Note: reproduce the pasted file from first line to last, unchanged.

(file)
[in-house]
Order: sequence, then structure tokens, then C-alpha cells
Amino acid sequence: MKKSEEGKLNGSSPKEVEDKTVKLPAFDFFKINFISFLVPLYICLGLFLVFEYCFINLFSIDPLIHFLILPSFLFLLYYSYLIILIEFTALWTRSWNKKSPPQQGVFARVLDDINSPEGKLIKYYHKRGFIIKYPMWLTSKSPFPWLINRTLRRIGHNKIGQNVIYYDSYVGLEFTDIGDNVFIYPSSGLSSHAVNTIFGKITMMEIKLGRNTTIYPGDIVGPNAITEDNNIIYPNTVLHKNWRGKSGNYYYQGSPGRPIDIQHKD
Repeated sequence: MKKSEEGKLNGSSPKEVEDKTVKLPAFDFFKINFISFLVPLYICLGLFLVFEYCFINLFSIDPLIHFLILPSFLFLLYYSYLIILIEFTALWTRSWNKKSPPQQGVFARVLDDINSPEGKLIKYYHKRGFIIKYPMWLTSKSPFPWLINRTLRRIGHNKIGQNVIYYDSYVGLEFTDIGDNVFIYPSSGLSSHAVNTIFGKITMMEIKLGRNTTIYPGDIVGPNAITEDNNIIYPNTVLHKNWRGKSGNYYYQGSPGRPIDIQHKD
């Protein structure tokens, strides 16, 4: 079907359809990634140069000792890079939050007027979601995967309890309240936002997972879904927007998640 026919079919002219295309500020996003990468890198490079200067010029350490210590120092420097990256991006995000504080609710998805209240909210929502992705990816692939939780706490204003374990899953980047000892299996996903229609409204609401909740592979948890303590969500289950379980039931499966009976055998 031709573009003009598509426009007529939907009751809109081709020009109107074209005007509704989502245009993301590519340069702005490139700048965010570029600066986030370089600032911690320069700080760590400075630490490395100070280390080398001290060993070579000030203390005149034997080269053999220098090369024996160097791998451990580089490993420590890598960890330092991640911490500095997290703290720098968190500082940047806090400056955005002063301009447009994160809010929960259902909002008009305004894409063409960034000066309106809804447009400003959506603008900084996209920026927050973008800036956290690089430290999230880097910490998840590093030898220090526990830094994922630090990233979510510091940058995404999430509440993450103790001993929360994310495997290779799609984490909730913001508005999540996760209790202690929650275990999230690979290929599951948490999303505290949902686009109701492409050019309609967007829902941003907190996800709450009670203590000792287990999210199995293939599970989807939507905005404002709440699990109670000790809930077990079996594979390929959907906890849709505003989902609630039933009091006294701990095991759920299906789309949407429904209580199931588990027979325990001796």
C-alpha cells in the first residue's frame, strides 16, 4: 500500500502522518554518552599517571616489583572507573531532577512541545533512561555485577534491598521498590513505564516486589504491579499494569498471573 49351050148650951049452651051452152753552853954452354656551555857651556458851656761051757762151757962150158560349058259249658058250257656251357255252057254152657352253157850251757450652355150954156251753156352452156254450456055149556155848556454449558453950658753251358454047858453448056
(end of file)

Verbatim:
[in-house]
Order: sequence, then structure tokens, then C-alpha cells
Amino acid sequence: MKKSEEGKLNGSSPKEVEDKTVKLPAFDFFKINFISFLVPLYICLGLFLVFEYCFINLFSIDPLIHFLILPSFLFLLYYSYLIILIEFTALWTRSWNKKSPPQQGVFARVLDDINSPEGKLIKYYHKRGFIIKYPMWLTSKSPFPWLINRTLRRIGHNKIGQNVIYYDSYVGLEFTDIGDNVFIYPSSGLSSHAVNTIFGKITMMEIKLGRNTTIYPGDIVGPNAITEDNNIIYPNTVLHKNWRGKSGNYYYQGSPGRPIDIQHKD
Repeated sequence: MKKSEEGKLNGSSPKEVEDKTVKLPAFDFFKINFISFLVPLYICLGLFLVFEYCFINLFSIDPLIHFLILPSFLFLLYYSYLIILIEFTALWTRSWNKKSPPQQGVFARVLDDINSPEGKLIKYYHKRGFIIKYPMWLTSKSPFPWLINRTLRRIGHNKIGQNVIYYDSYVGLEFTDIGDNVFIYPSSGLSSHAVNTIFGKITMMEIKLGRNTTIYPGDIVGPNAITEDNNIIYPNTVLHKNWRGKSGNYYYQGSPGRPIDIQHKD
């Protein structure tokens, strides 16, 4: 079907359809990634140069000792890079939050007027979601995967309890309240936002997972879904927007998640 026919079919002219295309500020996003990468890198490079200067010029350490210590120092420097990256991006995000504080609710998805209240909210929502992705990816692939939780706490204003374990899953980047000892299996996903229609409204609401909740592979948890303590969500289950379980039931499966009976055998 031709573009003009598509426009007529939907009751809109081709020009109107074209005007509704989502245009993301590519340069702005490139700048965010570029600066986030370089600032911690320069700080760590400075630490490395100070280390080398001290060993070579000030203390005149034997080269053999220098090369024996160097791998451990580089490993420590890598960890330092991640911490500095997290703290720098968190500082940047806090400056955005002063301009447009994160809010929960259902909002008009305004894409063409960034000066309106809804447009400003959506603008900084996209920026927050973008800036956290690089430290999230880097910490998840590093030898220090526990830094994922630090990233979510510091940058995404999430509440993450103790001993929360994310495997290779799609984490909730913001508005999540996760209790202690929650275990999230690979290929599951948490999303505290949902686009109701492409050019309609967007829902941003907190996800709450009670203590000792287990999210199995293939599970989807939507905005404002709440699990109670000790809930077990079996594979390929959907906890849709505003989902609630039933009091006294701990095991759920299906789309949407429904209580199931588990027979325990001796």
C-alpha cells in the first residue's frame, strides 16, 4: 500500500502522518554518552599517571616489583572507573531532577512541545533512561555485577534491598521498590513505564516486589504491579499494569498471573 49351050148650951049452651051452152753552853954452354656551555857651556458851656761051757762151757962150158560349058259249658058250257656251357255252057254152657352253157850251757450652355150954156251753156352452156254450456055149556155848556454449558453950658753251358454047858453448056